Part 1 of this series about our trip to Belize armed you with trivia so you can nail the “Belize It or Not” category when it pops up on Jeopardy. “I’ll take Belize It or Not for $500, Alex.”
Part 2’s fascinating installment is about our day-long trek into the wild jungles to see the ancient Lamanai Mayan ruins in northern Belize. No one told me I needed to pack a machete.
We hired a tour guide/driver to take us to the boat dock where we would then hop on a boat and go up river to the Mayan ruins. Our tour guide/driver was a wealth of information about Belize and it made the hour and a half drive pleasant, if you turned a blind eye to the evidence of poverty all around. The houses became sparse the farther we went into the countryside, but the unifying theme was laundry flapping on clotheslines in the Belizean breeze.
I have to say this. Belizeans know how to keep their whites white.
The driver pulled over to a collection of outbuildings that looked like they would collapse if you sneezed in their general direction. As it turned out, it was the put-in point for our boat ride to the ruins. I had my doubts about the wisdom of taking said trip at this point. But, a dozen or so not-insane looking people also waited to get on the boat to be sold up-river. Hey, I’m game. Or stupid. Pick one.
Our boat driver/Mayan ruin tour guide was charming and knowledgeable about the river’s flora and fauna. It was a tad disconcerting that the trip took us through crocodile-infested waters and under a tree canopy filled with snakes ready to pounce (can snakes pounce?) on us, bats looking batty while clinging to branches waiting for nightfall, and spider and howler monkeys up to their usual monkey business. The iguanas looked bored with the whole affair.
It was like the Jungle Ride at Disneyland but the animals were real. Or like the movie African Queen. Or Apocalypse Now. Or Indiana Jones.
The Lamanai site was home to the Mayans for 2,000 years until the civilization’s collapse. There are burial pyramids, ceremonial temples, and the remnants of the royal quarters. Only a mere fraction of the site has been excavated. A Canadian dude did two major digs, but without for funding the project, most of the site is still succumbed to the jungle.
I’m not going to give you a lecture on the lost Mayan civilization. I’m no expert but I found the Mayan story fascinating. If you have a chance, look them up. They probably have a Facebook page.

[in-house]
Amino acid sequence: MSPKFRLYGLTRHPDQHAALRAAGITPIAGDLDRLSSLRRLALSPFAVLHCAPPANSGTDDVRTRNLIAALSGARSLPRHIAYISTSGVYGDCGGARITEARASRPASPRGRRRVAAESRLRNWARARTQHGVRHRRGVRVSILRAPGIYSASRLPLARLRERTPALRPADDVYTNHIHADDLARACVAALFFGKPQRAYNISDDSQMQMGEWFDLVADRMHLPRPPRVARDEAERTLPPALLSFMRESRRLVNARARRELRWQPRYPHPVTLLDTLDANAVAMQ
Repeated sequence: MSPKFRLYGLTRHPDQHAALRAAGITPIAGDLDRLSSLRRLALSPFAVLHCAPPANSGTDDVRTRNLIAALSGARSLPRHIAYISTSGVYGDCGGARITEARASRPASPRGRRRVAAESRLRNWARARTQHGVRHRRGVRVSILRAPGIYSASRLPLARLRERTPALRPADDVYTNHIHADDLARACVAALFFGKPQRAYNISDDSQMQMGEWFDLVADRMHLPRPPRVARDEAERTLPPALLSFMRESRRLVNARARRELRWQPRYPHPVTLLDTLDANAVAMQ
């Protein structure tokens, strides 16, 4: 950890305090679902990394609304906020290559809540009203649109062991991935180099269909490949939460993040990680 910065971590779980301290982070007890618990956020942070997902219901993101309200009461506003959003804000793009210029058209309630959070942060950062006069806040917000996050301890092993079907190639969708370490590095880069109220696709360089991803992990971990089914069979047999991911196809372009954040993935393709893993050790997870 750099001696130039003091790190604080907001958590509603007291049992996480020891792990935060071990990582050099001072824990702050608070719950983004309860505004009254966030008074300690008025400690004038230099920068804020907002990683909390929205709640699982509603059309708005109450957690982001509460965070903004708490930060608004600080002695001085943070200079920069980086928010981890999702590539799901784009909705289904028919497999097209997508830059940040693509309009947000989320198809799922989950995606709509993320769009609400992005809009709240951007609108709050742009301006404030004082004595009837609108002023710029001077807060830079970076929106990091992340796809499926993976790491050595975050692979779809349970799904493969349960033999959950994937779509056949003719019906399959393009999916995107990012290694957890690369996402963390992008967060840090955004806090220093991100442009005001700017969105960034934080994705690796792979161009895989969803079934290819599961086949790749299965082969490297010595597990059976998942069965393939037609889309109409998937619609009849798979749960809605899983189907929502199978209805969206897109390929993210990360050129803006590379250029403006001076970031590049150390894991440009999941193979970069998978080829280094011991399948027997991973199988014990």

Our boat driver/tour guide led us on an hour-long hike through the jungle to the various ruins and promised we could climb up the tallest one, aptly named, High Temple. Those Belizeans are so clever.
Anywho, our tour group gathered around our guide at the base of High Temple in anticipation of a few words about the pyramid. Here is what he said. “Listen up, guys. Be very careful climbing up the face of the temple. Two days ago a woman lost her balance and fell 85 feet. She was air-lifted out with multiple broken bones and it is likely she will not survive the fall.”
What kind of a send-off is that!? “Enjoy the climb but don’t fall to your certain death!”
Climbing the pyramid was something my husband and I always wanted to do and we weren’t about to delete it off our bucket list while standing in the ruin’s shadow.
It is hard to tell from the picture, but the side of the pyramid is precariously steep. They installed a rope to hang on to for dear life while scrambling up the side. While the steps look innocent enough, they are high and it is like doing vertical lunges while clinging to a flimsy rope.
We made it to the top but my knees were shaking from the exertion as well as paralyzing fear. The top of the pyramid was too damn high for my liking and all I could think about was the poor woman who fell. I also swear a Mayan ghost was considering pushing me off the pyramid as a sacrifice to one of his virgin-loving gods. Then he realized I was the mother of three and backed off.
I am haunted by the fate of the woman who fell and will let you know if I hear how she is doing. The tour guide fears the Belizean government will shut down the site or no longer allow tourists to climb the pyramids. Frankly, I am surprised you are allowed to even touch the pyramids. I guess they figure they have lasted this long, they ain’t going anywhere anytime soon.